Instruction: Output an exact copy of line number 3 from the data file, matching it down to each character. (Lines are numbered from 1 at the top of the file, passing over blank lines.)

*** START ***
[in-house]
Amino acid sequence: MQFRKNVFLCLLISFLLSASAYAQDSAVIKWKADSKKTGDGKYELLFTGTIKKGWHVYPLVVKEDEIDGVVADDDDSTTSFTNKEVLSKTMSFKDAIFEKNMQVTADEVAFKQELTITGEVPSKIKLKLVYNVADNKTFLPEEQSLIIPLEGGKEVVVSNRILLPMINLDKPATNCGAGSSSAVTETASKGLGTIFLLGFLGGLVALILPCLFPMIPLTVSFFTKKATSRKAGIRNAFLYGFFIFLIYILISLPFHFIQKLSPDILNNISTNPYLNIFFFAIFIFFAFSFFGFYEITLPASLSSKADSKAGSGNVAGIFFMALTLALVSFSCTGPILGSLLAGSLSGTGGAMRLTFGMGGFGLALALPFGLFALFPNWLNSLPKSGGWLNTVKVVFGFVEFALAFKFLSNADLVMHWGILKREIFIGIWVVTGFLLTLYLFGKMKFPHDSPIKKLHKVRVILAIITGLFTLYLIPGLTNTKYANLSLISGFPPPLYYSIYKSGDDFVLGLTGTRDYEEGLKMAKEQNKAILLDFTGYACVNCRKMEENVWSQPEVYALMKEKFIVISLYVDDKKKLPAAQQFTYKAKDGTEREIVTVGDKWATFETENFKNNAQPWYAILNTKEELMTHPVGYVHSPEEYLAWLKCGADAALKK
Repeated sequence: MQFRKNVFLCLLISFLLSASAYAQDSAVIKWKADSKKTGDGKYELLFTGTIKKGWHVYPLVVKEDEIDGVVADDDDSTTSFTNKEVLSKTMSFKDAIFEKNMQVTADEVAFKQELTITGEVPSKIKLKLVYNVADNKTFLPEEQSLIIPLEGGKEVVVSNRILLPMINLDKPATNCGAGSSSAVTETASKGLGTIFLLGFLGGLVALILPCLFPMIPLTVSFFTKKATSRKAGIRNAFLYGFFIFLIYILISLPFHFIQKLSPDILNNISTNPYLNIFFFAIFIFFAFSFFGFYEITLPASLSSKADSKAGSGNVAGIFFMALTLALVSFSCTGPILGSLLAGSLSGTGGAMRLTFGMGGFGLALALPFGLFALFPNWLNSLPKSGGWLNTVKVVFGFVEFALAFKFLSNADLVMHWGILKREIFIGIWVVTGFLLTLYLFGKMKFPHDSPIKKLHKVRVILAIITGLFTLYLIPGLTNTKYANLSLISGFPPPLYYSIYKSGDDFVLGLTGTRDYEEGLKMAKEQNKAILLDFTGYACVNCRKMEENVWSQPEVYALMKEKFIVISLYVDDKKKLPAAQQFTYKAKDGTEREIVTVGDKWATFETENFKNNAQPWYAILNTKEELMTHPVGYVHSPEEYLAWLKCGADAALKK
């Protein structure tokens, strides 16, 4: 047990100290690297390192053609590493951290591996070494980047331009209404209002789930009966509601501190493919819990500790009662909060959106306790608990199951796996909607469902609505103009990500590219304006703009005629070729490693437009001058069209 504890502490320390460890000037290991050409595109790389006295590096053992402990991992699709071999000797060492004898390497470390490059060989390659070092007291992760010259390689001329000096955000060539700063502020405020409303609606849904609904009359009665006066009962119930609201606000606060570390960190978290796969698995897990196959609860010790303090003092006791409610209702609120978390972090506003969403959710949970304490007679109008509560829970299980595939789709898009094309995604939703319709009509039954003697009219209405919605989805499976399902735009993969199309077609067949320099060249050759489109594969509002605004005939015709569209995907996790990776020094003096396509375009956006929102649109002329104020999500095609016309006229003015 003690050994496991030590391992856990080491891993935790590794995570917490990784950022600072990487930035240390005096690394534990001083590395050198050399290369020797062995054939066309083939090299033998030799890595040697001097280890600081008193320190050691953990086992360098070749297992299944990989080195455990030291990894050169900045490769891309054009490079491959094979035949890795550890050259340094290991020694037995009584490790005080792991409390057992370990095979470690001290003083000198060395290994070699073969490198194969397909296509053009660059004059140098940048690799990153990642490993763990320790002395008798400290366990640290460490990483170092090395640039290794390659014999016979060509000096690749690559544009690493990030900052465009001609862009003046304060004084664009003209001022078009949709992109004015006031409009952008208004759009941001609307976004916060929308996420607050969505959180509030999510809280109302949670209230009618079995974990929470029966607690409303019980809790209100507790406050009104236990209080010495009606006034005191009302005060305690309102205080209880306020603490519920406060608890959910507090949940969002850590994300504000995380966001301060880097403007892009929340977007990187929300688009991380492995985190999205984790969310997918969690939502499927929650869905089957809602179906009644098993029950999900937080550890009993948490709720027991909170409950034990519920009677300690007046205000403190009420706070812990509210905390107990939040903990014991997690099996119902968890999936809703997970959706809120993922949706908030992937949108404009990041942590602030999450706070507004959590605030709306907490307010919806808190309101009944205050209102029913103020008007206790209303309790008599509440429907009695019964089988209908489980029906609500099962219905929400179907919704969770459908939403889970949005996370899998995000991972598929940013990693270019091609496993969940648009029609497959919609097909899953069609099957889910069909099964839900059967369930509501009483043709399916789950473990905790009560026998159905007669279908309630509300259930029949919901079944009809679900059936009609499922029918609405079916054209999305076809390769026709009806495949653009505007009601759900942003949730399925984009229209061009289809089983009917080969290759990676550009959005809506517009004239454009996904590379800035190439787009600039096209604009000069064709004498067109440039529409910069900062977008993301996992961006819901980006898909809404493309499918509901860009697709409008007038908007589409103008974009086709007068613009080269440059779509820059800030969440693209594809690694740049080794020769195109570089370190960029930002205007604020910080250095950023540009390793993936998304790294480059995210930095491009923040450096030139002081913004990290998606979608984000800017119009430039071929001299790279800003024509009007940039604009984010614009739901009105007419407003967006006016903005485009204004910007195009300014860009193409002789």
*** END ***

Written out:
Repeated sequence: MQFRKNVFLCLLISFLLSASAYAQDSAVIKWKADSKKTGDGKYELLFTGTIKKGWHVYPLVVKEDEIDGVVADDDDSTTSFTNKEVLSKTMSFKDAIFEKNMQVTADEVAFKQELTITGEVPSKIKLKLVYNVADNKTFLPEEQSLIIPLEGGKEVVVSNRILLPMINLDKPATNCGAGSSSAVTETASKGLGTIFLLGFLGGLVALILPCLFPMIPLTVSFFTKKATSRKAGIRNAFLYGFFIFLIYILISLPFHFIQKLSPDILNNISTNPYLNIFFFAIFIFFAFSFFGFYEITLPASLSSKADSKAGSGNVAGIFFMALTLALVSFSCTGPILGSLLAGSLSGTGGAMRLTFGMGGFGLALALPFGLFALFPNWLNSLPKSGGWLNTVKVVFGFVEFALAFKFLSNADLVMHWGILKREIFIGIWVVTGFLLTLYLFGKMKFPHDSPIKKLHKVRVILAIITGLFTLYLIPGLTNTKYANLSLISGFPPPLYYSIYKSGDDFVLGLTGTRDYEEGLKMAKEQNKAILLDFTGYACVNCRKMEENVWSQPEVYALMKEKFIVISLYVDDKKKLPAAQQFTYKAKDGTEREIVTVGDKWATFETENFKNNAQPWYAILNTKEELMTHPVGYVHSPEEYLAWLKCGADAALKK